A plethora of endeavors were expended to apply random forest to solve assorted structural engineering problems. Eidetic interpretations, accuracy, and stable solutions are the benefits of this modeling approach (Li et al. 2021a). Pham et al. (2020) predicted the ultimate load of piles with a variety of input parameters (e.g., the length and diameter of piles and ground elevations). A random forest model was developed and trained using more than 2000 test data. The inferred ultimate loads showed better agreement to measured values in comparison with those of empirical equations. Li et al. (2021b) utilized a random forest algorithm for the examination of building responses under wind loading. Predicted data assisted in comprehending the complex response of the building structure. Mohammed and Ismail (2021) calculated the shear strength of concrete beams with the aid of random forest. A total of 349 specimens were employed to train the machine learning model. The coefficients of determination between the predicted and observed data were reasonably satisfactory at R2 = 0.674 to 0.949. Notwithstanding these promising outcomes, the majority of existing evaluations were concerned with laboratory beams or numerical analysis; hence, the applicability of random forest to full-scale structures should be appraised. In this paper, the behavior of a constructed truss bridge subjected to wind loadings is investigated through multidirectional approaches that consist of a field test, finite element modeling, and random forest.

2 Experimental program

2.1 Field testing

Information on field testing is excerpted from a previously conducted experimental program and further details are available elsewhere (Rutz 2004). A steel truss bridge, the Four Mile Bridge in Steamboat Springs, Colorado, USA, was instrumented and its responses were recorded under wind load (Fig. 1(a)). The 102-year-old bridge system, 36 m in length, 5 m in width, and 6 m in height, was composed of steel channels, eye bars, and hot-rolled cables for the chords and lateral bracings, as depicted in Fig. 1(b). Each chord was constituted with two eye bars possessing an elastic modulus of 200 GPa. The elastic modulus, yield strength, and ultimate strength of the cables were 159 GPa, 248 MPa, and 400 MPa, respectively. To properly measure wind loading, a plastic sail (26 m long by 1.6 m high) was placed on a windward side (Fig. 1(a)). Anemometers were positioned at five locations to log variable wind speeds (Fig. 2(a)): the individual locations were designated as WS1 to WS5. In addition, eight strain transducers were installed to the truss members for the quantification of wind-induced responses (Fig. 2(b)), which were recorded at every 0.1 seconds.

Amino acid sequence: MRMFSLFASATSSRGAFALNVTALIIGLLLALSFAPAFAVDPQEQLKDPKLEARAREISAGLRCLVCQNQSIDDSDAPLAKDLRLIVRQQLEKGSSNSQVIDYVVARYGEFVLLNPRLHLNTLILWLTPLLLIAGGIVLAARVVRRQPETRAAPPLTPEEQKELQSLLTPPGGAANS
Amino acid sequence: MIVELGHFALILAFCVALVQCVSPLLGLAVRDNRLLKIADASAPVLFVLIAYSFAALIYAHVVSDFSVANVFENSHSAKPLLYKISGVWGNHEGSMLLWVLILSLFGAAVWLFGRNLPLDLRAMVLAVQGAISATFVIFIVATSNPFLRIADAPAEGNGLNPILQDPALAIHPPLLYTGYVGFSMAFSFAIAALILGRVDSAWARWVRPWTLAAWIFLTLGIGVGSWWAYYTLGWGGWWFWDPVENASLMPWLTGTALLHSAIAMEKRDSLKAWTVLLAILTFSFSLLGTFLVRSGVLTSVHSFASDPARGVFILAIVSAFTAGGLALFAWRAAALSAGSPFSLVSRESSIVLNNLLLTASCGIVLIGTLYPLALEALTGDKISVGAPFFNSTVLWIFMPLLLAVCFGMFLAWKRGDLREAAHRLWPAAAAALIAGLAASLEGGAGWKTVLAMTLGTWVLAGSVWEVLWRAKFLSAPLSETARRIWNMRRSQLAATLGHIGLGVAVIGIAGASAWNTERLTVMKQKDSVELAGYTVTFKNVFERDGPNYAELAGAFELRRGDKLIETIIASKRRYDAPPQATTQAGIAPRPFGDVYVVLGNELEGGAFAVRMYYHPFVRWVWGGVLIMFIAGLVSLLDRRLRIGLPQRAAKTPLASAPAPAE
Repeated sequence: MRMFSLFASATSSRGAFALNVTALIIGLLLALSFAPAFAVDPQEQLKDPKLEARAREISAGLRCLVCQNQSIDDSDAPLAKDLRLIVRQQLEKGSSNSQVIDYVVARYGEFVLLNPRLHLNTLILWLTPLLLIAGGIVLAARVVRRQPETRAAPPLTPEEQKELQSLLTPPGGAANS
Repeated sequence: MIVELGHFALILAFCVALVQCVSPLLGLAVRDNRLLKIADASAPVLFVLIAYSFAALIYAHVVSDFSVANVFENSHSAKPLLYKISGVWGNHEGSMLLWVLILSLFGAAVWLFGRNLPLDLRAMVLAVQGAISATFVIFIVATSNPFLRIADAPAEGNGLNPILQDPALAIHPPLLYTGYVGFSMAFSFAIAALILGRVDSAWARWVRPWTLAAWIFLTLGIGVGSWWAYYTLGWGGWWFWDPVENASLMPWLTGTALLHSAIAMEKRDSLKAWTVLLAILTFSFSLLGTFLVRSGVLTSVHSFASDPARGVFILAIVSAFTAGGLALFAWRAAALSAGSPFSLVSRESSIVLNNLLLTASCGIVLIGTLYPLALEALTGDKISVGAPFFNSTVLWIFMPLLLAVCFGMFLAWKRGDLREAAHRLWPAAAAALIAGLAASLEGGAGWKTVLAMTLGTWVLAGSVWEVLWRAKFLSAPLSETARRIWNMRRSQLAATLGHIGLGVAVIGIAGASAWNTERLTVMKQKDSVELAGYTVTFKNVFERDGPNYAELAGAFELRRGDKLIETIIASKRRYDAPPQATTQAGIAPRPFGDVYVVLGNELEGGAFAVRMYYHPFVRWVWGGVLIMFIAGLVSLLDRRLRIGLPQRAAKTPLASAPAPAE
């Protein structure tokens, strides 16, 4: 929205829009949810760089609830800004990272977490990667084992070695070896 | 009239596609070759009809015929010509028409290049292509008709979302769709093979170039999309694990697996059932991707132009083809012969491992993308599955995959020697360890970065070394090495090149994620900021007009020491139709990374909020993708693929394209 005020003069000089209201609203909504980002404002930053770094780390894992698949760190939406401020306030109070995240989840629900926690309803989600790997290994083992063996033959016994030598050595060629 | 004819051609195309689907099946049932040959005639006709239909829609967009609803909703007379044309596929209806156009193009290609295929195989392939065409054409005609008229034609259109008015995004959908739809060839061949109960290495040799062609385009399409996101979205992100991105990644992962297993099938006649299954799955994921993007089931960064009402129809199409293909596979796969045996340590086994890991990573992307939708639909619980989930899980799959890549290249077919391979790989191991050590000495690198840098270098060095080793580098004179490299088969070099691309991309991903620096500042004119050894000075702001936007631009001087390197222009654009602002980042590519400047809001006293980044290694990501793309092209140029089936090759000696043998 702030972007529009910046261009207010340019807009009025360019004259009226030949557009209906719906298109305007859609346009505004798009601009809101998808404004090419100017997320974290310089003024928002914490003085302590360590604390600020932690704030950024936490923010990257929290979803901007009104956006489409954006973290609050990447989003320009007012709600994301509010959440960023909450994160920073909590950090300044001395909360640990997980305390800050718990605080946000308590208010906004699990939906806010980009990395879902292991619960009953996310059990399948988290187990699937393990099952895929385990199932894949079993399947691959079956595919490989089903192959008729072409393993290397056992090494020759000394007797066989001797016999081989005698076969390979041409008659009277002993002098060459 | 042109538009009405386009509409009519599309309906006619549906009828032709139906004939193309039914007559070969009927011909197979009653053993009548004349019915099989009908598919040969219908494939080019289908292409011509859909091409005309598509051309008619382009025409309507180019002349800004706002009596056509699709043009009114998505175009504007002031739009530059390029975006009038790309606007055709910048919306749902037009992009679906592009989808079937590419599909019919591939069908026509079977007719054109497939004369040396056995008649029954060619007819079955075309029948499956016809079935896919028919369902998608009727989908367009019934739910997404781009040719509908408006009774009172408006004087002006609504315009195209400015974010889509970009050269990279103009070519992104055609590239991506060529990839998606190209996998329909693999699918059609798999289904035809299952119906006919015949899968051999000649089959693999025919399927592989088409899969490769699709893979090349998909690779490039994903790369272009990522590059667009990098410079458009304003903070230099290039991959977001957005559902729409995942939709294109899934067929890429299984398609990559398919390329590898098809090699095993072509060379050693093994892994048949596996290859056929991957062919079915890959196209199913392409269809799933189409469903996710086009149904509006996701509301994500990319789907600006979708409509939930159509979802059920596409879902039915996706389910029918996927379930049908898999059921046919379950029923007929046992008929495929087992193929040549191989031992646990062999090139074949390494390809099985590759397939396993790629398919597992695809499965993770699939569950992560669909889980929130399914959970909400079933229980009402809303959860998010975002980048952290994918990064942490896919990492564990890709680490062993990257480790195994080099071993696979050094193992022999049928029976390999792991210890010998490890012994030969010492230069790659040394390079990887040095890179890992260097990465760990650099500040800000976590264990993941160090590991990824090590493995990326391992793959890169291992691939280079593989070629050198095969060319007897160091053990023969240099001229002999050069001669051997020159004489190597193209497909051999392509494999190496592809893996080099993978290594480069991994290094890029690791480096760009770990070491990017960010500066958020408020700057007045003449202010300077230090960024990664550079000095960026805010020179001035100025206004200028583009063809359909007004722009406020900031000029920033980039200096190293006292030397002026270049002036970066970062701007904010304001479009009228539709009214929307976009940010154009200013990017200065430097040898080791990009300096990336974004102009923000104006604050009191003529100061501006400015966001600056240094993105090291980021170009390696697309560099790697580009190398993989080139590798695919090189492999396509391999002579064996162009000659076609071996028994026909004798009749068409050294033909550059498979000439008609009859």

Fig. 1
figure 1

The Four Mile Bridge in Steamboat Springs, Colorado: a site; dimensions

Fig. 2
figure 2

Experimental setup: a locations for measuring wind speed; monitored members; calculation of wind-induced forces

2.2 Wind-induced force

The dynamic pressure of wind (p) is expressed as.

$$p=\frac12{\rho v}^2$$

where ρ is the fluid mass density (ρ = 1.225 kg/m3 for sea-level air at 15 °C, Carta and Mentado 2007) and ν is the wind velocity in m/s. As far as a truss system is concerned, the pressure in Pascals may be attained from (Fouad and Calvert 2003).


where Cd is the shape-dependent drag coefficient (Cd = 2 and 1.7 for the truss members and the sail, respectively, Hoerner 1958). As mentioned earlier, multiple strain transducers were employed to examine the response of the truss eye bars (Fig. 2(c)). Two bottom chords were selected at midspan and two eye bars A and B (Fig. 2(c)) were paired to form one chord (Fig. 2(b), where C1 and C2 are visible on the leeward and windward sides, respectively). Using fundamental mechanics, the force of C1 (Ft1) was calculated by.

$${F}_{t1}={F}_A+{F}_B= EA\left({\varepsilon}_A+{\varepsilon}_B\right)$$

where FA and FB are the forces of the eye bars A and B, respectively; E and A are the elastic modulus and the cross-sectional area of the bars, respectively (E = 200 GPa and A = 1129 mm2); and εA and εB are the axial strains of the A and B bars, respectively. Considering the strain reading scheme (ε1 through ε4) given in Fig. 2(c),


Substituting Eqs. 4 and 5 into Eq. 3 yields.


Similarly, the force of C2 (Ft2) can be determined. Shown in Figs.3 (a) and (b) are the measured wind speeds and the member strains, respectively.